I would love to see a season of The Amazing Race with challenges that were designed around giving back to the communities visited by the teams, rather than taking. They could do litter removal challenges, trail-clearing challenges, animal adoption challenges, animal husbandry challenges! Who's with me?

Sunday, April 4, 2010


easter morning, unitarian church
Originally uploaded by aimeedars

Easter at a Unitarian Church is not like Easter at other churches - it's not about, as George likes to call it, Zombie Jesus Day.

Today, the sermon was called, "Hope, When Hope Is Hard to Find." Our minister suggested there are three ways to tap into hope: 1) help others, 2) always strive to be your best self, and 3) remember the big picture. In discussing helping others, Reverend Grimm quoted Ram Dass, who said, "you live, you help," and suggested that our awareness of the suffering of others promotes compassion. In striving to be our best selves, we must endeavor to live our most deeply held values. Personally, I probably have the most difficulty remembering the big picture, so of course, that is the element I am having a hardest time describing. Maybe you can share your wisdom relating to that point!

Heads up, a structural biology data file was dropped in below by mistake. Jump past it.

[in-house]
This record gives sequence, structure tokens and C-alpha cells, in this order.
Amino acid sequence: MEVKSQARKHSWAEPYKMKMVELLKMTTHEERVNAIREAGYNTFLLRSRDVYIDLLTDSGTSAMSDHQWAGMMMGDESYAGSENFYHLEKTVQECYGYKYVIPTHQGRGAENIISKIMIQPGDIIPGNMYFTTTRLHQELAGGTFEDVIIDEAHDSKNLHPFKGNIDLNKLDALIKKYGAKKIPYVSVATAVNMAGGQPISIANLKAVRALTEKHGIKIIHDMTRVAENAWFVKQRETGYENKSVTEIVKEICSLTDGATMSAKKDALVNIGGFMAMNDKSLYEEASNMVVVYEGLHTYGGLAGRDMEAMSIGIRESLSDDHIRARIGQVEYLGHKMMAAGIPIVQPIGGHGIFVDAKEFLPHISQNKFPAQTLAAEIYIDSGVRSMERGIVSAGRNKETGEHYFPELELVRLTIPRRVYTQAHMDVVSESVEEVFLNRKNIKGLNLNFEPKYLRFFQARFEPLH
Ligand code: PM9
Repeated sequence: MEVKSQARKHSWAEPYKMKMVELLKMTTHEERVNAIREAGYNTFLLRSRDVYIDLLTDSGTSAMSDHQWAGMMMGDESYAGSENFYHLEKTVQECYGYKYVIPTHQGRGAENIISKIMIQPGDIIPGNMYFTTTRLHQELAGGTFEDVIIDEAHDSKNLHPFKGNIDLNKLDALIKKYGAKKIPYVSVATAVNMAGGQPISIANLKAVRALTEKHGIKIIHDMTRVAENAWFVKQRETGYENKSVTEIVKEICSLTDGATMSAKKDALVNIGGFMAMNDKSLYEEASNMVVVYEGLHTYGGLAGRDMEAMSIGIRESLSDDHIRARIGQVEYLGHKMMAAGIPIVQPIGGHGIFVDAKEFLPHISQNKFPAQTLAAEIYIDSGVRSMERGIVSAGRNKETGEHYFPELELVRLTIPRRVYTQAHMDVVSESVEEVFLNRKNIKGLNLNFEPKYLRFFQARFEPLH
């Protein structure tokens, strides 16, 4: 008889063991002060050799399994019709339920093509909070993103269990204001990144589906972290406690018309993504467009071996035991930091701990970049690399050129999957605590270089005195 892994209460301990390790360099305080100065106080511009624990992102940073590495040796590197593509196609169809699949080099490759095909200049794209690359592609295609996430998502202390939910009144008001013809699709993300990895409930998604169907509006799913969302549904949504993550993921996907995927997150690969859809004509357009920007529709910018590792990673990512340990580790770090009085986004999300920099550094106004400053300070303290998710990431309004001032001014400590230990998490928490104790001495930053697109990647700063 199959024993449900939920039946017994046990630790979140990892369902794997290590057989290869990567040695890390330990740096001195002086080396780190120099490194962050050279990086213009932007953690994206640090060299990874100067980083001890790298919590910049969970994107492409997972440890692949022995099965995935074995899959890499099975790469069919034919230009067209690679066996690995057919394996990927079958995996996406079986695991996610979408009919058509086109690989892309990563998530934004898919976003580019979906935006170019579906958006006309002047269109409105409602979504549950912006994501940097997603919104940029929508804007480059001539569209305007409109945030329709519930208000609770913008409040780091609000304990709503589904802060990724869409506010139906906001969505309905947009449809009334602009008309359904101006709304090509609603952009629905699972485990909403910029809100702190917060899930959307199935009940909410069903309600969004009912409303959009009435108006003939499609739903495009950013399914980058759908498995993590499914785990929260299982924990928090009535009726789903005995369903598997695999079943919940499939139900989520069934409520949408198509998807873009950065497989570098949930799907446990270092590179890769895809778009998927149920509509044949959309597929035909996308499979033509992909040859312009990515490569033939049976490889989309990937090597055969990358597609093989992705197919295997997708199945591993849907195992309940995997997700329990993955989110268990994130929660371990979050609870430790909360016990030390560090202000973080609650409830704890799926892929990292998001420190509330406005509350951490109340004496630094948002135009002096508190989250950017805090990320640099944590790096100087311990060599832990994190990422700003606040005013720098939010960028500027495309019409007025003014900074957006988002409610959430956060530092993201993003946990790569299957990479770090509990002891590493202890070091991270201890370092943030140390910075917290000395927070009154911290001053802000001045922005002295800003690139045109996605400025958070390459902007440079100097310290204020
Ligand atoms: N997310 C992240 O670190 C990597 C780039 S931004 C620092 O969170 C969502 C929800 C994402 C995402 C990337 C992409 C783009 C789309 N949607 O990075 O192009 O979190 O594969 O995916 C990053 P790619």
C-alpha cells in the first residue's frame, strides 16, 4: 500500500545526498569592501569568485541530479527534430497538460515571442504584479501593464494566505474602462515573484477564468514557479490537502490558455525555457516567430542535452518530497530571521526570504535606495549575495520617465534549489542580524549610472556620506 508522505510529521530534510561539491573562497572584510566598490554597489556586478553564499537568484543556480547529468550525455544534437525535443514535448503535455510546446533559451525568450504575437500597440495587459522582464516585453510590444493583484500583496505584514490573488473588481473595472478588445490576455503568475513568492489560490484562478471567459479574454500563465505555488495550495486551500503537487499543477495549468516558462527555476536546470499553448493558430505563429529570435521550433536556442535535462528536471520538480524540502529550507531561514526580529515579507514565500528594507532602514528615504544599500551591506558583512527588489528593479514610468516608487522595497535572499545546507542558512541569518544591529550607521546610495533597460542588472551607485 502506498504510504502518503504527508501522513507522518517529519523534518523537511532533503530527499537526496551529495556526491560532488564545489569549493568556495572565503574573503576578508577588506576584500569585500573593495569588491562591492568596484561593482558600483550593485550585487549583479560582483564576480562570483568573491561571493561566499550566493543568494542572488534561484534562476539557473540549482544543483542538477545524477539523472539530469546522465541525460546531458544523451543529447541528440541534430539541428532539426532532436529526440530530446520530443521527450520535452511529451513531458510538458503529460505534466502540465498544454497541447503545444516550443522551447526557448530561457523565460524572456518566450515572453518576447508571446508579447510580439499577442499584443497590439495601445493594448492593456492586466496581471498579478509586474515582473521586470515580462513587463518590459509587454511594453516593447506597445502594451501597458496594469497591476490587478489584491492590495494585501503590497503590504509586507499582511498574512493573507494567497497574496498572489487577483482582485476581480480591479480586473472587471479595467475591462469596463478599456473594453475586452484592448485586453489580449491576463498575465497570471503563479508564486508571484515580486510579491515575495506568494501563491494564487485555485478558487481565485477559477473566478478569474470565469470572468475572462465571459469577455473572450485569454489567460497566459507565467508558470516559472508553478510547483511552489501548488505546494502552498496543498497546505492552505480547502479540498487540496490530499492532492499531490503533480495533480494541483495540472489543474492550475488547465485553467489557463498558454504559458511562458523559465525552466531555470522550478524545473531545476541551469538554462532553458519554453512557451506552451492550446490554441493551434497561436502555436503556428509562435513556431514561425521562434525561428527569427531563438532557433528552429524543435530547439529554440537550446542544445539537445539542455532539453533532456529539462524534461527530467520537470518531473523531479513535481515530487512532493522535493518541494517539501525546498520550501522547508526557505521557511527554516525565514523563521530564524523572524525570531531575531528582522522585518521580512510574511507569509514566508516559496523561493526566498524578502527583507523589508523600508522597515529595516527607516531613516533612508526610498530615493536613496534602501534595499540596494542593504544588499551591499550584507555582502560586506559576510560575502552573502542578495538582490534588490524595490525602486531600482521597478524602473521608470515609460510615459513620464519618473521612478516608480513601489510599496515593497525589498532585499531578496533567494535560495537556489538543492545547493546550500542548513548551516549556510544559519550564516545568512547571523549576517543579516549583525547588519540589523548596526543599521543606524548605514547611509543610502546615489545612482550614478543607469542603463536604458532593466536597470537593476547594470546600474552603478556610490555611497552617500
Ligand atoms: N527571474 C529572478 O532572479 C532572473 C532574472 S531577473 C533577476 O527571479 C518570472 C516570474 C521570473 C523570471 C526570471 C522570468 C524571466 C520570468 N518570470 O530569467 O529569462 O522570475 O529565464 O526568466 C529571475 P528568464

Promoting the Annual Pledge Drive:
all of us together

Stained Glass Window:
unitarian church

The organist is John Riss, an amazing musician and an Ithaca College graduate.

Postcard Postage (US)

As you probably already know, I love postcards - and I don't get enough of them, even though I swap through online sites - so I'd love you to send one written and "naked" (stamped, no envelope) or blank ones in an envelope. But you may not know that all postcards don't qualify for postcard rate postage, which is currently 28 cents. Only standard 4 x 6 postcards can be sent with postcard stamps. Larger postcards (often 5 x 7, though some are larger) require additional postage.

Some postcard companies include lines for the recipient's address designed to match the front of the card, as in the samples below. The far left sample has a landscape photo on the front of the card, while the near left postcard has a portrait photo on the front. When a 5 x 7 postcard is addressed in the "landscape" style, it requires regular first class postage (44 cents). However, if a 5 x 7 postcard is addressed "portrait" style, it exceeds the acceptable dimensions for first class postage (6-1/8 inches high). Currently, cards addressed in this manner require 88 cents postage.

So, what do you do if the postcard you purchase has a "portrait" style format on the back? You probably don't want to pay the extra postage, so there is an easy fix - simply ignore the lines the company has printed and instead address the card "landscape" style.

Caveat: I have received postcards addressed in a "portrait" style with 44 cents postage that have made it through the mail system, but more often, I have had to go to the post office to pay the extra postage due.

USPS First Class Mail Guidelines

Taughannock Falls State Park

Taughannock Falls State Park
Originally uploaded by aimeedars

More pictures here!
Learn about Taughannock Fall here!
Related Posts with Thumbnails